National Book Foundation announces "5 Under 35" nominees; How the self-help genre has changed for Millennials

    Anelise Chen’s So Many Olympic Exertions, Isabella Hammad’s The Parisian, Johannes Lichtman’s Such Good Work, Bryan Washington’s Lot, and Ashley Wurzbacher’s Happy Like This have been selected as “5 Under 35” honorees by the National Book Foundation.

    Oprah Winfrey has picked Ta-Nehisi Coates’s The Water Dancer for her eponymous book club, which is being revived by Apple Books.

    The New York Times’s Alexandra Alter looks at the ways book publishers are taking more responsibility for the accuracy of the books they publish. “Publishers have long maintained that fact-checking every book would be

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  • Camonghne Felix
    September 23, 2019

    National Book Award Poetry Finalist Camonghne Felix Is also a Strategist for Elizabeth Warren

    Camonghne Felix, whose poetry collection Build Yourself a Boat is on the long list for the National Book Award, is also the Director of Surrogates & Strategic Communications of Elizabeth Warren's campaign for president.

    We're watching the Emmys, and wondering: Why are the people accepting awards for the HBO miniseries Chernobyl refusing to thank (or even mention) Svetlana Alexievich, the Nobel-prize-winning author of Voices from Chernobyl? Even though Alexievich initially refused to work with the production, she later said she was "impressed" with the miniseries, calling it "a very strong

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  • Leslie Jamison. Photo: Beowulf Sheehan
    September 20, 2019

    National Book Foundation announces nonfiction award nominees; Leslie Jamison on earnestness

    The National Book Foundation has announced the nominees for the 2019 nonfiction prize, including Sarah M. Broom’s The Yellow House, Hanif Abdurraqib’s Go Ahead in the Rain, and Tressie McMillan Cottom’s Thick.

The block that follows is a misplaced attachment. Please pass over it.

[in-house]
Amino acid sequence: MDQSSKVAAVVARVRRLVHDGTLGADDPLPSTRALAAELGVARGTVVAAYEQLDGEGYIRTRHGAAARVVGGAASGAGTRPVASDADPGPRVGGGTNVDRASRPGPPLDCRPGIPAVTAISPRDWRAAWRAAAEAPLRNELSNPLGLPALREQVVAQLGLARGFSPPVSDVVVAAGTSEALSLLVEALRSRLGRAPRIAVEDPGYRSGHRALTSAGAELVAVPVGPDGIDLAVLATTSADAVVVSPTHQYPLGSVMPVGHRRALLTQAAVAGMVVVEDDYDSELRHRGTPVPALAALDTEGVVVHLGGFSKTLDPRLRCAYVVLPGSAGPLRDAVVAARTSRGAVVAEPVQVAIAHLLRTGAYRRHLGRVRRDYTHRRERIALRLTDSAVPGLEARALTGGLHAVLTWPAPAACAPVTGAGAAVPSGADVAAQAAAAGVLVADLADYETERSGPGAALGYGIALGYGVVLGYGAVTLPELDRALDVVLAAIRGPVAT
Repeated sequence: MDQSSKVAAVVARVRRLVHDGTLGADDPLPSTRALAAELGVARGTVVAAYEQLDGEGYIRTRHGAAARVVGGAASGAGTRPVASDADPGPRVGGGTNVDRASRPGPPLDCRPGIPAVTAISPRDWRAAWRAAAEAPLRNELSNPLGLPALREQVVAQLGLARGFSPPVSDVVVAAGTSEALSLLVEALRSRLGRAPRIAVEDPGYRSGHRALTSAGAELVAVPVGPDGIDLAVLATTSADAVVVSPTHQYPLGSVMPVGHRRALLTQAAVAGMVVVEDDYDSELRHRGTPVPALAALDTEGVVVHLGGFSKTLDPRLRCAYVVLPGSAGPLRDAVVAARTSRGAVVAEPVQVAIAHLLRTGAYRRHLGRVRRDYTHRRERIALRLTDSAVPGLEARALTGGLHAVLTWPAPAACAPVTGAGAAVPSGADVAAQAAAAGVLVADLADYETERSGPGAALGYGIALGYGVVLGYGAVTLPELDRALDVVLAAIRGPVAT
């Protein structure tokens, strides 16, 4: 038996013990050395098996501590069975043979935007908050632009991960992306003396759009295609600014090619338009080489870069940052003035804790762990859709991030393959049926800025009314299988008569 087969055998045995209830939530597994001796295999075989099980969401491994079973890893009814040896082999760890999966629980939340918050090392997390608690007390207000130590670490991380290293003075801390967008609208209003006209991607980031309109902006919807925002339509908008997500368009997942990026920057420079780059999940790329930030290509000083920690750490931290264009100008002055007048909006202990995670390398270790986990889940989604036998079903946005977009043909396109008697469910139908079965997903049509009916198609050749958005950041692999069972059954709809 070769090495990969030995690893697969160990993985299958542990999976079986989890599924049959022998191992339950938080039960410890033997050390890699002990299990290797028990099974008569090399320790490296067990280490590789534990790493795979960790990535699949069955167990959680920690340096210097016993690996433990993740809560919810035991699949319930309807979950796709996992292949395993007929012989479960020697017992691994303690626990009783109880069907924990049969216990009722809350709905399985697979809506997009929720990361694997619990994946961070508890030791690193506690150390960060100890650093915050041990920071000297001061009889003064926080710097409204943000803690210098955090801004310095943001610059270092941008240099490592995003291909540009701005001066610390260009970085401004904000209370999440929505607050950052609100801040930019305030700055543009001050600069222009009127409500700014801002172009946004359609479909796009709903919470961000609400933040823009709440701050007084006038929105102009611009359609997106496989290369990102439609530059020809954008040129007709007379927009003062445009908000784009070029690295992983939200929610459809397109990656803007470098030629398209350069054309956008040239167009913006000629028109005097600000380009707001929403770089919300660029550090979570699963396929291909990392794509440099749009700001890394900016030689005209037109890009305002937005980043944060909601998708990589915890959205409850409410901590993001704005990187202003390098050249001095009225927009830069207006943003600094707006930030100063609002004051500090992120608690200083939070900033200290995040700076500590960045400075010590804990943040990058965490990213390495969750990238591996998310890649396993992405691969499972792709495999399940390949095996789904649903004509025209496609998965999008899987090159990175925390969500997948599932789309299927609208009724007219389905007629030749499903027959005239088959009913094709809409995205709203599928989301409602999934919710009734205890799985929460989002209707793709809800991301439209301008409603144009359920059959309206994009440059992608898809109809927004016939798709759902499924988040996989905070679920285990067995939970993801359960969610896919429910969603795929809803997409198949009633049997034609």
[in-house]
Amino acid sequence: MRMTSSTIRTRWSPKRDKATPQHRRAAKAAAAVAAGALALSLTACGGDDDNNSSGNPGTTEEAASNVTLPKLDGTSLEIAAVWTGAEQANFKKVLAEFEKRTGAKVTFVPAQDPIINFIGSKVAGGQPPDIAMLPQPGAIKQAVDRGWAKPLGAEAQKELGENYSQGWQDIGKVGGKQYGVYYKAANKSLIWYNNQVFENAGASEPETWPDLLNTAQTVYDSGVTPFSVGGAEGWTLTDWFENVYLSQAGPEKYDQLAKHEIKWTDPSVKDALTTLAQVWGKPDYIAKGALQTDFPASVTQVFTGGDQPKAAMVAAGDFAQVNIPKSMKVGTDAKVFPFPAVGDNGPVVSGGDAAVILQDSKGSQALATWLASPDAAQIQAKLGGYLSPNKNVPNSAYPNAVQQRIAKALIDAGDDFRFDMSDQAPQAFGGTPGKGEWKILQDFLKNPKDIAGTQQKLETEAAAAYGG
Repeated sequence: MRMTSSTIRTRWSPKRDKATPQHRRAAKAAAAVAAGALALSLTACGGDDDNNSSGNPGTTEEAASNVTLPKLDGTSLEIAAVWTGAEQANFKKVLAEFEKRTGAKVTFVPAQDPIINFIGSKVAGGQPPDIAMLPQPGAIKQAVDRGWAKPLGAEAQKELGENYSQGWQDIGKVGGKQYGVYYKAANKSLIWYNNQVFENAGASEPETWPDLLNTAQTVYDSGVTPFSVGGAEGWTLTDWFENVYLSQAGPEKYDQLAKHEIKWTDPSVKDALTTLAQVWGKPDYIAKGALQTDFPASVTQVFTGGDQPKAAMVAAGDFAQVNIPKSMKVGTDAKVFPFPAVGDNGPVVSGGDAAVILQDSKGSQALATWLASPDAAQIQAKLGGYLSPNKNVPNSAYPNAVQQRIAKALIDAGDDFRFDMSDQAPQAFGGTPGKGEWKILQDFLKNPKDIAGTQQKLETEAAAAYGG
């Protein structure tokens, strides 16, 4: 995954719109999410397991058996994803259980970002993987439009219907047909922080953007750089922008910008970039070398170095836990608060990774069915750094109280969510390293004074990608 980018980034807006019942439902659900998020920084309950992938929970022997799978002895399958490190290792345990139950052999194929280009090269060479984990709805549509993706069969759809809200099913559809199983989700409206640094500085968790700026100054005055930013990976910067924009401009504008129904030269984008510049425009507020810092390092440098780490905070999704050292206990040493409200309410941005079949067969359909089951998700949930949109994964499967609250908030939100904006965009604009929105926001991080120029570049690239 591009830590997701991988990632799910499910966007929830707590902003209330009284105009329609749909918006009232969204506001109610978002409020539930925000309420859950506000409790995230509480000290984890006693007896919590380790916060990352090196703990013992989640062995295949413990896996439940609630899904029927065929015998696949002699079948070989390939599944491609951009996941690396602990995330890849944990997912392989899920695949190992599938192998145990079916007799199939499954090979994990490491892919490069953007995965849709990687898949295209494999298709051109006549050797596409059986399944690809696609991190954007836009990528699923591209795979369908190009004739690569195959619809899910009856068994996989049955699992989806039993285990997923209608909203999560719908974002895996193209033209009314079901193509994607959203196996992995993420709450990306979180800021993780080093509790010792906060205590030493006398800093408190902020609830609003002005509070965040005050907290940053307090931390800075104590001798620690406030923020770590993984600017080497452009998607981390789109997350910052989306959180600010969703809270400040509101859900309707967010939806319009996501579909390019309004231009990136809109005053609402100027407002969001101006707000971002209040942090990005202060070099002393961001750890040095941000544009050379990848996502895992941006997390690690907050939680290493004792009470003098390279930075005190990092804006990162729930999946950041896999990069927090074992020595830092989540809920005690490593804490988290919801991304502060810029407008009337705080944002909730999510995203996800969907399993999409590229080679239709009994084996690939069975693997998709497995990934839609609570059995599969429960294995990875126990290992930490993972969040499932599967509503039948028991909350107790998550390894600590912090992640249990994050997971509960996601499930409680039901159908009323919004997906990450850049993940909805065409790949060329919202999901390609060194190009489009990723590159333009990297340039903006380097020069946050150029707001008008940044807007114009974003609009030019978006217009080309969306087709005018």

A German award jury has reversed its decision to give the Nelly Sachs Prize to British author Kamila Shamsie over her support of the BDS movement against the Israeli government.

    In the New York Times Magazine, Kat Chow profiles Red in the Bone author Jacqueline Woodson.

    Leslie Jamison talks to Entertainment Weekly about revision, earnestness, and her new essay collection, Make It

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  • Kimberly King Parsons. Photo: Heather Hawksford
    September 19, 2019

    Kimberly King Parsons on her new story collection; Roy Scranton on narrative in the Anthropocene

    Otherppl’s Brad Listi talks to Kimberly King Parsons about empathy, Texas, and her new story collection, Black Light. “I wasn’t planning for this to be a collection. I was just learning how to write,” she said. “I had this big project that ended up being a big disaster, but I was writing these stories that were the things that made me really excited. I just thought that this was to practice or to hone craft; I wasn’t thinking of them as a collection but standalone pieces. What started to happen was that my obsessions and preoccupations kept coming up in the same way.”

    The New York Times is

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  • Naja Marie Aidt. Photo: Mikkel Tjellesen
    September 18, 2019

    Kirkus Prize finalists announced; Festival Albertine to focus on climate change

    Finalists for the 2019 Kirkus Prize have been announced. Nominees include Ocean Vuong’s On Earth We’re Briefly Gorgeous, Colson Whitehead’s The NIckel Boys, Hanif Abdurraqib’s Go Ahead in the Rain, and Naja Marie Aidt’s When Death Takes Something from You Give It Back: Carl’s Book. Winners will be announced in a ceremony this October.

    Naja Marie Aidt’s book is also on the longlist for the National Book Award for Translated Literature, along with Yoko Ogawa’s The Memory Police, Olga Tokarczuk’s Drive Your Plow Over the Bones of the Dead, and more.

    This year’s Festival Albertine will focus on

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  • Margaret Atwood. Photo: Jean Malek
    September 17, 2019

    Chris Rock writing essay collection; Booker prize committee denies rumors that Margaret Atwood has won 2019 prize

    Comedian Chris Rock is writing a book. The essay collection, My First Black Boyfriend, will be published in 2020 by Celadon.

    The Booker prize committee is denying that it has already selected Margaret Atwood’s The Testaments as its 2019 winner “after a bookseller mistakenly displayed copies declaring it the 2019 victor,” The Guardian reports.

    The Guardian collects advice from writers on how to deal with social media.

    At Longreads, Samuel Ashworth looks at the phenomenon of congressional fan fiction. “If you’ve always associated fan fiction with the kind of people who hand-sew their own Star